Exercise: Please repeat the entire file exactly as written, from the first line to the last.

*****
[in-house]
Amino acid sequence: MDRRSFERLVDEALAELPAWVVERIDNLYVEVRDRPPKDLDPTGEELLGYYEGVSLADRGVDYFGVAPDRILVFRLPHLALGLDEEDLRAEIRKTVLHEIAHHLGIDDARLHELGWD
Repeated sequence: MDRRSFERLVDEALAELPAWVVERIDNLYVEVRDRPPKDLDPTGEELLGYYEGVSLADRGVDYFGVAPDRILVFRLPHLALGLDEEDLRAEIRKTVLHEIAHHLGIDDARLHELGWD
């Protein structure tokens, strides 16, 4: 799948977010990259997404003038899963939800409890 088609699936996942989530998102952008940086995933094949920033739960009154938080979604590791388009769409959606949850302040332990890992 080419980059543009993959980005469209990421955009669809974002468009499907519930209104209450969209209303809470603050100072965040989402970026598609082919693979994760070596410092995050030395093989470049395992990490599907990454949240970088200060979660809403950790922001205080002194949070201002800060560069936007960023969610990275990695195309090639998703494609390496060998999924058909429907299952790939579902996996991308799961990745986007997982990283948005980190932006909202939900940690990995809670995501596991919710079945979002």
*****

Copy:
[in-house]
Amino acid sequence: MDRRSFERLVDEALAELPAWVVERIDNLYVEVRDRPPKDLDPTGEELLGYYEGVSLADRGVDYFGVAPDRILVFRLPHLALGLDEEDLRAEIRKTVLHEIAHHLGIDDARLHELGWD
Repeated sequence: MDRRSFERLVDEALAELPAWVVERIDNLYVEVRDRPPKDLDPTGEELLGYYEGVSLADRGVDYFGVAPDRILVFRLPHLALGLDEEDLRAEIRKTVLHEIAHHLGIDDARLHELGWD
């Protein structure tokens, strides 16, 4: 799948977010990259997404003038899963939800409890 088609699936996942989530998102952008940086995933094949920033739960009154938080979604590791388009769409959606949850302040332990890992 080419980059543009993959980005469209990421955009669809974002468009499907519930209104209450969209209303809470603050100072965040989402970026598609082919693979994760070596410092995050030395093989470049395992990490599907990454949240970088200060979660809403950790922001205080002194949070201002800060560069936007960023969610990275990695195309090639998703494609390496060998999924058909429907299952790939579902996996991308799961990745986007997982990283948005980190932006909202939900940690990995809670995501596991919710079945979002």